Data availability

The anonymised datasets used in the current study are available from the corresponding author upon reasonable request.


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EPVL is undertaking a PhD funded by the Cambridge School of Clinical Medicine, Frank Edward Elmore Fund and the Medical Research Council’s Doctoral Training Partnership [award reference: 1966157]. JMT is supported by a Wellcome Trust Clinical Research Career Development Fellowship [211100/Z/18/Z], the National Institute for Health Research (NIHR) Imperial Biomedical Research Centre and the British Heart Foundation Cambridge Centre of Research Excellence. NRE was supported by a Research Training Fellowship from The Dunhill Medical Trust [RTF44/0114]. MMC was supported by fellowships from the Royal College of Surgeons of England, and the British Heart Foundation [BHF; FS/16/29/31957]. HP is undertaking a PhD with a BHF CRE studentship. FJG is an NIHR Senior Investigator. LR and ES were supported by The Mark Foundation for Cancer Research and Cancer Research UK (CRUK) Cambridge Centre [C9685/A25177]. MR is supported by AstraZeneca Oncology R&D. ES receives additional support provided by the NIHR Cambridge Biomedical Research Centre. FAG receives funding from CRUK. EAW receives support from the NIHR CRN. CBS acknowledges support from the Leverhulme Trust project on ‘Breaking the non-convexity barrier’, the Philip Leverhulme Prize, the EPSRC grants EP/S026045/1 and EP/T003553/1, the EPSRC Centre Nr. EP/N014588/1, the Wellcome Innovator Award RG98755, European Union Horizon 2020 research and innovation programmes under the Marie Skodowska-Curie grant agreement No. 777826 NoMADS and No. 691070 CHiPS, the Cantab Capital Institute for the Mathematics of Information and the Alan Turing Institute. JHFR is part-supported by the NIHR Cambridge Biomedical Research Centre, the British Heart Foundation, HEFCE, the Wellcome Trust and the EPSRC grant [EP/N014588/1] for the University of Cambridge Centre for Mathematical Imaging in Healthcare. The views expressed are those of the authors and not necessarily those of the NHS, the NIHR or the Department of Health and Social Care.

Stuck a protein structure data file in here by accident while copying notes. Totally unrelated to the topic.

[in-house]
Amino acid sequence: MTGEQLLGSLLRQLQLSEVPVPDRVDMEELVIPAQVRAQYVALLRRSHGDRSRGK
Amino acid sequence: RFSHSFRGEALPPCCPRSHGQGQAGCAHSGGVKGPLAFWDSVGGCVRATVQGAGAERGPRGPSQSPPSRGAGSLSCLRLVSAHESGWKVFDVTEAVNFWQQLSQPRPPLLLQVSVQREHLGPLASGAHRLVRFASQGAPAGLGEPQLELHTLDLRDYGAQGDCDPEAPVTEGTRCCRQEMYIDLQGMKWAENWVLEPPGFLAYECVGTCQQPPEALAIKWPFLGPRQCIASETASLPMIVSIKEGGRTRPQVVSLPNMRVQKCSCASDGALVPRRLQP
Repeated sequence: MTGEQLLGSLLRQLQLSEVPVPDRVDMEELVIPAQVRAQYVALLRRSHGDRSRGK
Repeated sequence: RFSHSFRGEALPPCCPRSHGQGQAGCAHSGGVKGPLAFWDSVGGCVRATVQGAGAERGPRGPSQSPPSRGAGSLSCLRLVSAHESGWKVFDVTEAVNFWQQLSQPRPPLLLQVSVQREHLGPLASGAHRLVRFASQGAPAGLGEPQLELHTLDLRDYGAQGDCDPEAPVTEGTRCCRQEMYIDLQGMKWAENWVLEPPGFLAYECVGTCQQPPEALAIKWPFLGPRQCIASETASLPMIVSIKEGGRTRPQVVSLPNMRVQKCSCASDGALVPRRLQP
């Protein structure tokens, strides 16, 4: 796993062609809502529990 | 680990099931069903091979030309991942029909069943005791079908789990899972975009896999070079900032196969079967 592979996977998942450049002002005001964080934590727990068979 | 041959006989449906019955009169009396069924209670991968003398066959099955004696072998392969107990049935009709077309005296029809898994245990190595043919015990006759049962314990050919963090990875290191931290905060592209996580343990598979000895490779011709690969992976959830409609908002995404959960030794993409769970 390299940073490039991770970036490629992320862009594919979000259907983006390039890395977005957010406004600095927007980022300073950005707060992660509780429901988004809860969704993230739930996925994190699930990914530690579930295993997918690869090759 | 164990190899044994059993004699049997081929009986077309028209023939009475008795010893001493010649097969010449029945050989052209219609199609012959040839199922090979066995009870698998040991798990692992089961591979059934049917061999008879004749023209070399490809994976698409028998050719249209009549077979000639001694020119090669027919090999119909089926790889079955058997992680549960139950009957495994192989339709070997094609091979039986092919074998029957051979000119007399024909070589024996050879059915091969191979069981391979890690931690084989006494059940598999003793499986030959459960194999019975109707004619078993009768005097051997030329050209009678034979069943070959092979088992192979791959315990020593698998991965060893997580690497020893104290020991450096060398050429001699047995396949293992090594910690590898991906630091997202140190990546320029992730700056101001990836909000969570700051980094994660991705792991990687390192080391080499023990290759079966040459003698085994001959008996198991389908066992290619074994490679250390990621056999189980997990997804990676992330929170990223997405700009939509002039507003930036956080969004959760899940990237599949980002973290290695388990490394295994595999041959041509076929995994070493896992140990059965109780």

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E.P.V.L., L.R., F.Z., Y.H., J.H.F.R. were involved with the conception of the work. E.P.V.L., L.R., A.L., F.A.G., C.B.S., E.S. and J.H.F.R. were involved with the design of the work. J.M.T., N.R.E., M.M.C., P.A.C., E.A.W. and J.H.F.R. were involved with the acquisition of the data. E.P.V.L., C.W., R.S. were involved with the analysis of the data. E.P.V.L., L.R., H.P., J.R.W., J.H.F.R. were involved with the interpretation of data. E.P.V.L. and J.H.F.R. have drafted the manuscript. L.R., A.L., H.P., M.R., F.J.G. and F.A.G. have substantially revised the work. All authors reviewed the work, contributed to its overall scientific content and approved the final version of the manuscript.

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Correspondence to James H. F. Rudd.

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Le, E.P.V., Rundo, L., Tarkin, J.M. et al. Assessing robustness of carotid artery CT angiography radiomics in the identification of culprit lesions in cerebrovascular events. Sci Rep 11, 3499 (2021).